Before long, as I say goodbye to an old friend, I meet several new ones. This exchange is typical and I briefly think that I am trading in an old and trusted model for new, flashy models of questionable quality. While I ponder what the return policy is, I see Megan watching us from the house and excusing myself, go inside. “What’s wrong?” I ask. “I’m going to miss all of you, and there’s nothing that is going to make that better.” She replies. In an attempt to cheer her up and pull her out of her self-pity I walk up to her, tussle her hair and tell her, “you can always visit us silly.” We both know she will not, but we do not voice the unspoken.

My love interest gone awry, Bethany, walks in and sees that an exchange has taken place. She apologizes for interrupting, and makes to leave, despite our mutual objections to her going back to the pool. We both turn to go outside and I see out of the corner of my eye Megan look out the miniblinds at Bethany leaving as she says, “She loves you, you know?” I stop, look back at her and say, “You don’t have to be with someone, to love them.” Megan tilts her head, looks at me her mind sifting through the many meanings such a statement could have, and breaks out into a beaming smile. She moves over towards me, and grabbing my arm, walks back out to the pool.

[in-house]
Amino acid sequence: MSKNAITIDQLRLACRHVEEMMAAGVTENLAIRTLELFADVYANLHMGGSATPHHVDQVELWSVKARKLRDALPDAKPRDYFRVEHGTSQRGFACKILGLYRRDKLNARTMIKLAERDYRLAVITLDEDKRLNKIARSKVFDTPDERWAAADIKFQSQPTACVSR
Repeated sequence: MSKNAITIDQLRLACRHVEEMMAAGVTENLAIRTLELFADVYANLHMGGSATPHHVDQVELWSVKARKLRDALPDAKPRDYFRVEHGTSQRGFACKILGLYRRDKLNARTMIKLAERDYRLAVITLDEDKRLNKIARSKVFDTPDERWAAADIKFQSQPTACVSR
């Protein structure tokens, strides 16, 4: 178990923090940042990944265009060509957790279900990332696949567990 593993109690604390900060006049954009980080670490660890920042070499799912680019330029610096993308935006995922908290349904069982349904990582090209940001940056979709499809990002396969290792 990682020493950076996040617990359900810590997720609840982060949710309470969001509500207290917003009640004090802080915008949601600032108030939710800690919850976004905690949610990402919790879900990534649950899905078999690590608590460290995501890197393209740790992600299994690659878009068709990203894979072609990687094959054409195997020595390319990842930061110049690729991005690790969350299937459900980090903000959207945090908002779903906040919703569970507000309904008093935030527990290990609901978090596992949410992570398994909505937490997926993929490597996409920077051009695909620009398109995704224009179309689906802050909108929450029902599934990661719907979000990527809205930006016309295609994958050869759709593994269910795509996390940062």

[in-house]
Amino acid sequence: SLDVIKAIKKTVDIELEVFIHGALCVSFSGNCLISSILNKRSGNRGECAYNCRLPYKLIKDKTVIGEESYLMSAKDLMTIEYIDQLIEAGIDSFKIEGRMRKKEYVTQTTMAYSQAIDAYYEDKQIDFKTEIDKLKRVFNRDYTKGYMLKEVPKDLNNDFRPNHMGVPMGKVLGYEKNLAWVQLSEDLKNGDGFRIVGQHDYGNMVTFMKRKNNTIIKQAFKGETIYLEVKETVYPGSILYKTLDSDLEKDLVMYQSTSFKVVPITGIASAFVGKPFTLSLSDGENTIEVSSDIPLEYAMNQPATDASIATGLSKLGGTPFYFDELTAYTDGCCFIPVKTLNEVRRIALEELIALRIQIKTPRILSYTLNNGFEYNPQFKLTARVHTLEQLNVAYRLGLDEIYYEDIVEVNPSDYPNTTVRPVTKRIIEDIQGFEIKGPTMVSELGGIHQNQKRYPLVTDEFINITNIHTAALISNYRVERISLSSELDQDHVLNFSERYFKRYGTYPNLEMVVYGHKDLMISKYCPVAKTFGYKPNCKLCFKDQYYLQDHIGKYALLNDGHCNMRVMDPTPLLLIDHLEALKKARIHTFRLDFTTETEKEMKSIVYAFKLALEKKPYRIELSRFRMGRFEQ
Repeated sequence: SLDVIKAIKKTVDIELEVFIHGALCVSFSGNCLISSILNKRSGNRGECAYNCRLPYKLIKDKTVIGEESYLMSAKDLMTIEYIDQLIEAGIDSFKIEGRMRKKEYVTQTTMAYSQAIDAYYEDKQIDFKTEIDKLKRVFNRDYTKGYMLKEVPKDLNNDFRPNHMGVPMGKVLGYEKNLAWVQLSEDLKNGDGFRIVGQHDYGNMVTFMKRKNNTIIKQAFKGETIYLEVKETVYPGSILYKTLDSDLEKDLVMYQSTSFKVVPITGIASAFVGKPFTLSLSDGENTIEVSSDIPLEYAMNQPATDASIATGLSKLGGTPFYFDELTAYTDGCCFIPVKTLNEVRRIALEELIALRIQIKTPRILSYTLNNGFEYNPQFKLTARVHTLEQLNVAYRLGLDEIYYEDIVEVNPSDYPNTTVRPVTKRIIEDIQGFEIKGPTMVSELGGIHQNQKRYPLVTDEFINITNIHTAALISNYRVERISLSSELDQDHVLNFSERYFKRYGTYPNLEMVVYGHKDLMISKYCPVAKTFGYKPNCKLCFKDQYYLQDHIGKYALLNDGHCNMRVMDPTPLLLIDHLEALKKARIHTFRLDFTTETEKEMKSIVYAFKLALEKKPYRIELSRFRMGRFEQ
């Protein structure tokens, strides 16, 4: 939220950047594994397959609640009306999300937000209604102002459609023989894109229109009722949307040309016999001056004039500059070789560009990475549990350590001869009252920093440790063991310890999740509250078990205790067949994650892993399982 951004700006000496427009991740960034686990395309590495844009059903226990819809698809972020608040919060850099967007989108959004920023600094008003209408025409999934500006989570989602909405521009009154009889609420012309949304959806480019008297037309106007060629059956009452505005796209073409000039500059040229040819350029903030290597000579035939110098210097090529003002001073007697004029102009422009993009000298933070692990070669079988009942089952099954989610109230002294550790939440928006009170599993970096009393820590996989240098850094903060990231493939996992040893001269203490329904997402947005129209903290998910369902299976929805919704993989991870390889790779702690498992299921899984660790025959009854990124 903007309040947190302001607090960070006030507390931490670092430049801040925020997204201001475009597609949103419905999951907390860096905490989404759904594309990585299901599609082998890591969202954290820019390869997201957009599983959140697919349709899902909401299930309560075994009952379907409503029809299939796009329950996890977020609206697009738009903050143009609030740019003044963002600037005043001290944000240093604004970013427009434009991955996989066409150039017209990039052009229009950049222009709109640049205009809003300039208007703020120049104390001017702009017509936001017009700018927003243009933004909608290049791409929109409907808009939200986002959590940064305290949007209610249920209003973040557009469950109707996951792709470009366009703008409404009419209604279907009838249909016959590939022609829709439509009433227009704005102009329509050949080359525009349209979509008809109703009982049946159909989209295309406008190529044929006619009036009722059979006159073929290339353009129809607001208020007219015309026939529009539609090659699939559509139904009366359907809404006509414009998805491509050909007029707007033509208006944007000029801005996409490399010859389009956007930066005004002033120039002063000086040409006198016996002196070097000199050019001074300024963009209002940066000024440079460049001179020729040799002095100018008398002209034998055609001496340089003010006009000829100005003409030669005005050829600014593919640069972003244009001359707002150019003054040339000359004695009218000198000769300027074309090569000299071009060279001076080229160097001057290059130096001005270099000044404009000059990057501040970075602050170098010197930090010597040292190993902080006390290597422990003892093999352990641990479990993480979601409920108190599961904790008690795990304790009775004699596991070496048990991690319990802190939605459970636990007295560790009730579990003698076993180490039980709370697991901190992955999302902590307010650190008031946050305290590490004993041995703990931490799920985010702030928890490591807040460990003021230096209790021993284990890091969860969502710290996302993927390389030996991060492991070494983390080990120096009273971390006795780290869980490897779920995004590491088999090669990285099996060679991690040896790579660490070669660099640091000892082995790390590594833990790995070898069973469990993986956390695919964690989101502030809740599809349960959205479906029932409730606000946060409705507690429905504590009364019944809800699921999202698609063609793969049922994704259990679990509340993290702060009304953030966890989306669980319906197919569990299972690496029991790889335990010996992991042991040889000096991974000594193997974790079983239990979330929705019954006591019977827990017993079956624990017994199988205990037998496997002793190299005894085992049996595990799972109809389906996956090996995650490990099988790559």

I almost feel guilty sitting there by the pool with two women I love, each in a different way, surrounded by strangers and one time acquaintances. Even thinking about my girlfriend who did not come to the party, and whom I love as well, I am reminded of how wonderful and terrible it is to love someone. Much later in the evening, I realize that it is time to leave, and I make my goodbyes, give Megan a kiss on the forehead, tell her to give Jack my best, and make plans to visit each other. I smile at Bethany, tell her how wonderful it was to see her, and enjoy the socially acceptable goodbye hug, a little too tight, and a little too much. As I break away, I am rewarded with a sigh, and a look, and I quickly move away before the tension builds too much.

I return to my car, only to realize I have forgotten completely about my friend Adam. Frantically I call wishing, hoping, that I have not ruined a friendship. He responds, seemingly in good spirits, and I begin my apologies. Even across the phone, I can see his knowing smile, he knew where I was going, and he tells me to relax. When he returns from Korea, we will grab a drink. Such a gesture is so simple and easy to do, that I know we will. He understands I would not have missed his sendoff party for the world, and that I will miss his funny comments, witty insight, and stoic support in the year to come. I tell him to enjoy the culture, beware the Soju, avoid karaoke, and be safe. He tells me to quit being a whore, says he has to go, and we say our goodbyes. As I think back to my night and the conversation I just had, I smile and get into my car. It is just as I told Megan, with a different context, “You don’t have to be with someone, to love them.”